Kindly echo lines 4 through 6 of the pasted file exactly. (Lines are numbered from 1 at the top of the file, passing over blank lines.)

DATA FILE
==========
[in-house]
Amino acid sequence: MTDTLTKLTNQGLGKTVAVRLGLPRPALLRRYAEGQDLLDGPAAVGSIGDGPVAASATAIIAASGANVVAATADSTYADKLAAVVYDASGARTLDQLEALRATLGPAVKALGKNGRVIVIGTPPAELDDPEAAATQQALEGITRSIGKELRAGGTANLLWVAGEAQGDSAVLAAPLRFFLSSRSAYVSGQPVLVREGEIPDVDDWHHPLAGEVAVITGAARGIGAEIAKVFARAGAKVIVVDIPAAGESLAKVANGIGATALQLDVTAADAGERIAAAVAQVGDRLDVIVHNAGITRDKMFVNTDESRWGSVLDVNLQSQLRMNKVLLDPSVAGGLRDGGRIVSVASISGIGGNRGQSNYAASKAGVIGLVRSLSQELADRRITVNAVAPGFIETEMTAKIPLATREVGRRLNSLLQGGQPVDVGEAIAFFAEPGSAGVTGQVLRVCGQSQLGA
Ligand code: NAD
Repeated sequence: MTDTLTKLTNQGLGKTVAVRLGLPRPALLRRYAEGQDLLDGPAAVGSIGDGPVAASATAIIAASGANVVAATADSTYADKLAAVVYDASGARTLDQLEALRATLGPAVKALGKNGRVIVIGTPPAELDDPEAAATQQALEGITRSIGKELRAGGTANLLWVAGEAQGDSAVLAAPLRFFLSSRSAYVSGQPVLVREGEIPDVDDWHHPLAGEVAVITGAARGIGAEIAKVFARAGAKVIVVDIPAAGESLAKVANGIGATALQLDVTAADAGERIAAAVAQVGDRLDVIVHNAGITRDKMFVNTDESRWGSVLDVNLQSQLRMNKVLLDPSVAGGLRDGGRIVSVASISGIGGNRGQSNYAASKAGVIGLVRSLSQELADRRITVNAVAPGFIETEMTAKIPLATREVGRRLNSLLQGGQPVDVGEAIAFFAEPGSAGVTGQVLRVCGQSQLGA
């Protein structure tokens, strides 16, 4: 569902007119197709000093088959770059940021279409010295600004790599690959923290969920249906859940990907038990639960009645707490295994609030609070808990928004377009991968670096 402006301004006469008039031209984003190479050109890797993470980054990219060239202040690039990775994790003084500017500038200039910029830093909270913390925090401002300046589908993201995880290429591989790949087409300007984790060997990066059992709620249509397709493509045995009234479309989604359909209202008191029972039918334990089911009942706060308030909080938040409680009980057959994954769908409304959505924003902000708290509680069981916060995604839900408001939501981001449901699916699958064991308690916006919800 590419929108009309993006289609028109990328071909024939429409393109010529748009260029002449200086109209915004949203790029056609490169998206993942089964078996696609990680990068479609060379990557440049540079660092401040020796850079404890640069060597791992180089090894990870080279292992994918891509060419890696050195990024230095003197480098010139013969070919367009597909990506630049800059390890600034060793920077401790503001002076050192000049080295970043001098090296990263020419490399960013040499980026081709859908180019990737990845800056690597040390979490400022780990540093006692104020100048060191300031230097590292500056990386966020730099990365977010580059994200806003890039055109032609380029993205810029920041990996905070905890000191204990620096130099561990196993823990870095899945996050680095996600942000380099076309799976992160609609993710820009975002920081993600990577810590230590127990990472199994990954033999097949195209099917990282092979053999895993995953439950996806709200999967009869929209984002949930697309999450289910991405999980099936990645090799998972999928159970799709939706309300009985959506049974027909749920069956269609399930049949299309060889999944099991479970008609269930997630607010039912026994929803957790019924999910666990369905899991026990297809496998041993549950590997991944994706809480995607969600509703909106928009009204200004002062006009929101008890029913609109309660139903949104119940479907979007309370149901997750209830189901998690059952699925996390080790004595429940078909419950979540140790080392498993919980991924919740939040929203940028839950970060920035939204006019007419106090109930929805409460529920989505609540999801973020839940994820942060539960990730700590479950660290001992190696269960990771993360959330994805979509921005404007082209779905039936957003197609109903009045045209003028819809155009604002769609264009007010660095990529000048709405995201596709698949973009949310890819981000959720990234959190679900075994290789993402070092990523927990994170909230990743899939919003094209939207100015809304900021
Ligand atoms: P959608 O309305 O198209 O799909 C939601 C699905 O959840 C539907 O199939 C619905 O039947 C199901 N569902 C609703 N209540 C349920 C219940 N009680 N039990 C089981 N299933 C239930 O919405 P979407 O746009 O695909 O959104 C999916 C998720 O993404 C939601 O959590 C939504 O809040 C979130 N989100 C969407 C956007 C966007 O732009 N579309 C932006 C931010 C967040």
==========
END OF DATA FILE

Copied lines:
Repeated sequence: MTDTLTKLTNQGLGKTVAVRLGLPRPALLRRYAEGQDLLDGPAAVGSIGDGPVAASATAIIAASGANVVAATADSTYADKLAAVVYDASGARTLDQLEALRATLGPAVKALGKNGRVIVIGTPPAELDDPEAAATQQALEGITRSIGKELRAGGTANLLWVAGEAQGDSAVLAAPLRFFLSSRSAYVSGQPVLVREGEIPDVDDWHHPLAGEVAVITGAARGIGAEIAKVFARAGAKVIVVDIPAAGESLAKVANGIGATALQLDVTAADAGERIAAAVAQVGDRLDVIVHNAGITRDKMFVNTDESRWGSVLDVNLQSQLRMNKVLLDPSVAGGLRDGGRIVSVASISGIGGNRGQSNYAASKAGVIGLVRSLSQELADRRITVNAVAPGFIETEMTAKIPLATREVGRRLNSLLQGGQPVDVGEAIAFFAEPGSAGVTGQVLRVCGQSQLGA
């Protein structure tokens, strides 16, 4: 569902007119197709000093088959770059940021279409010295600004790599690959923290969920249906859940990907038990639960009645707490295994609030609070808990928004377009991968670096 402006301004006469008039031209984003190479050109890797993470980054990219060239202040690039990775994790003084500017500038200039910029830093909270913390925090401002300046589908993201995880290429591989790949087409300007984790060997990066059992709620249509397709493509045995009234479309989604359909209202008191029972039918334990089911009942706060308030909080938040409680009980057959994954769908409304959505924003902000708290509680069981916060995604839900408001939501981001449901699916699958064991308690916006919800 590419929108009309993006289609028109990328071909024939429409393109010529748009260029002449200086109209915004949203790029056609490169998206993942089964078996696609990680990068479609060379990557440049540079660092401040020796850079404890640069060597791992180089090894990870080279292992994918891509060419890696050195990024230095003197480098010139013969070919367009597909990506630049800059390890600034060793920077401790503001002076050192000049080295970043001098090296990263020419490399960013040499980026081709859908180019990737990845800056690597040390979490400022780990540093006692104020100048060191300031230097590292500056990386966020730099990365977010580059994200806003890039055109032609380029993205810029920041990996905070905890000191204990620096130099561990196993823990870095899945996050680095996600942000380099076309799976992160609609993710820009975002920081993600990577810590230590127990990472199994990954033999097949195209099917990282092979053999895993995953439950996806709200999967009869929209984002949930697309999450289910991405999980099936990645090799998972999928159970799709939706309300009985959506049974027909749920069956269609399930049949299309060889999944099991479970008609269930997630607010039912026994929803957790019924999910666990369905899991026990297809496998041993549950590997991944994706809480995607969600509703909106928009009204200004002062006009929101008890029913609109309660139903949104119940479907979007309370149901997750209830189901998690059952699925996390080790004595429940078909419950979540140790080392498993919980991924919740939040929203940028839950970060920035939204006019007419106090109930929805409460529920989505609540999801973020839940994820942060539960990730700590479950660290001992190696269960990771993360959330994805979509921005404007082209779905039936957003197609109903009045045209003028819809155009604002769609264009007010660095990529000048709405995201596709698949973009949310890819981000959720990234959190679900075994290789993402070092990523927990994170909230990743899939919003094209939207100015809304900021
Ligand atoms: P959608 O309305 O198209 O799909 C939601 C699905 O959840 C539907 O199939 C619905 O039947 C199901 N569902 C609703 N209540 C349920 C219940 N009680 N039990 C089981 N299933 C239930 O919405 P979407 O746009 O695909 O959104 C999916 C998720 O993404 C939601 O959590 C939504 O809040 C979130 N989100 C969407 C956007 C966007 O732009 N579309 C932006 C931010 C967040």